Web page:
Jeff Bowers

For Jefferson Bowers, English started his Spanish journey. 

“A lot of people say it’s crazy to see a little white kid speaking Spanish, but it all started when I was 16 years old in English class with a Mexican guy named Hugo” Said Bowers. “I just started messing with him asking stupid typical ignorant questions like, “Do they have TVs down “there” (Mexico)?” and stuff along those lines.”

First year assistant Spanish Professor Jefferson Bowers, originally from Rock Hill, South Carolina, graduated from Appalachian State in the fall of 2014 with a masters degree in Spanish, but at first sight you would not expect him to be a Spanish professor. Ironically, his passion for Spanish all began in an English class.

“A lot of people say it’s crazy to see a little white kid speaking Spanish, but it all started when I was 16 years old in English class with a Mexican guy named Hugo” Said Bowers. “I just started messing with him asking stupid typical ignorant questions like, “Do they have TVs down “there” (Mexico)?” and stuff along those lines.”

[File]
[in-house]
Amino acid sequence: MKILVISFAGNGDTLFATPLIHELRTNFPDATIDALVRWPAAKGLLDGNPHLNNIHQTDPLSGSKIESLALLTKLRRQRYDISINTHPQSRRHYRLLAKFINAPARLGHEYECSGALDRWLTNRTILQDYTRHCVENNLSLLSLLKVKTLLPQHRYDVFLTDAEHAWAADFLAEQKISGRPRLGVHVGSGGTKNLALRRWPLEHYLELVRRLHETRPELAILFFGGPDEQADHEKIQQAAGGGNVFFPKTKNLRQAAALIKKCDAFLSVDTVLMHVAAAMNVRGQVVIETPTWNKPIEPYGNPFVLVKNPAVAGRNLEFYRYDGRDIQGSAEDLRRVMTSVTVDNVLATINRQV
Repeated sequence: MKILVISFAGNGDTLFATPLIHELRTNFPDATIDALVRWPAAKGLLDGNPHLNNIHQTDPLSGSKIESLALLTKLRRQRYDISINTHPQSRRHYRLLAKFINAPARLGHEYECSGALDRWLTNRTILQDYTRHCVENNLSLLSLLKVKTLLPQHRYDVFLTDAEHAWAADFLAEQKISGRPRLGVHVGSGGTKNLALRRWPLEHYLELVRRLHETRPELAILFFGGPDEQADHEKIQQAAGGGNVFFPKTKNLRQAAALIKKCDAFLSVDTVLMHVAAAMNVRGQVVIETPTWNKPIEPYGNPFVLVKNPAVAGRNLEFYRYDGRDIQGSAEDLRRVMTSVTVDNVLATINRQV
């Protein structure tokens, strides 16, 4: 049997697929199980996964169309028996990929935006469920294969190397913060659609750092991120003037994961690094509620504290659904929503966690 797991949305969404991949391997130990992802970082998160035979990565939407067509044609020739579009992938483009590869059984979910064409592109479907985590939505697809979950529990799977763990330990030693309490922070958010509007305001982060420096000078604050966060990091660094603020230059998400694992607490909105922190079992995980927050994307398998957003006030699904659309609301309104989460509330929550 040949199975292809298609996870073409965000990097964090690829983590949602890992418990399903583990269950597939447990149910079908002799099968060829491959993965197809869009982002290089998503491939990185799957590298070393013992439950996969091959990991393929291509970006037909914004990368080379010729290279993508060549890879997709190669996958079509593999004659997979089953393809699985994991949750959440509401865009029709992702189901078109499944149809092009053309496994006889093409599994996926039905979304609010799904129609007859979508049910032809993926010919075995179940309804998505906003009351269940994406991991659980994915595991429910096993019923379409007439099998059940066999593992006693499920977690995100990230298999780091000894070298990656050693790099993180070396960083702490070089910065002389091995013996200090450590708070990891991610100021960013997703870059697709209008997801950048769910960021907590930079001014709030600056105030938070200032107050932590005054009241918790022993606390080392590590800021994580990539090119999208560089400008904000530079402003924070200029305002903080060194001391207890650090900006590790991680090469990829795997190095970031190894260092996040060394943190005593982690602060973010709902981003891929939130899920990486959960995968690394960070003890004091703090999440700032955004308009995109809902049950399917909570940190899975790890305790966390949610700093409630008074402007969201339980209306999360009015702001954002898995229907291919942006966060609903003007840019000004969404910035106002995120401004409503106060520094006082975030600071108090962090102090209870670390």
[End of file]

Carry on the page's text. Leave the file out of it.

Bowers said Hugo’s family always ate dinner earlier than his and often invited him to stay. Sitting around the table was the first exposure to Spanish and since then he’s been listening to music, watching movies, and trying to dive into the culture. “You have to be interested in learning, and motivated to learn… I tried to say everything I said in English in my head in Spanish,” Bowers said “I was obviously very wrong on most of it, but it allowed me to think through the organization of the language.” 

Students say Bowers’ teaching style has been beneficial to them. 

“Jeff has been an incredible Spanish teacher and has really helped me when I needed help understanding different conjugations, and translations,” said sophomore Matt Crumbley who is currently enrolled in Bower’s Spanish 1102 class. 

“He’s just a genuine and happy guy who makes learning the language fun,” said freshman Leul Tekilemariam, Piedmont student. 

“I think he really makes learning the language fun for all the students, and he’s understanding of the unintentional ignorance some students may have with Spanish culture, but learning from him intrigues us to get connected with the culture,” said Cameron Earls, a sophomore at Piedmont College. 

Out of class Bowers hopes to translate his love of Spanish to his students. Bowers says he “loves to see people gain interest in the culture and language of Spanish-speaking countries. (and) really enjoys seeing people get excited about the language.”

“My greatest reward is being able to interact with the students and see them grow academically and personally… and I want them to know that they are truly appreciated and an important part of Piedmont College.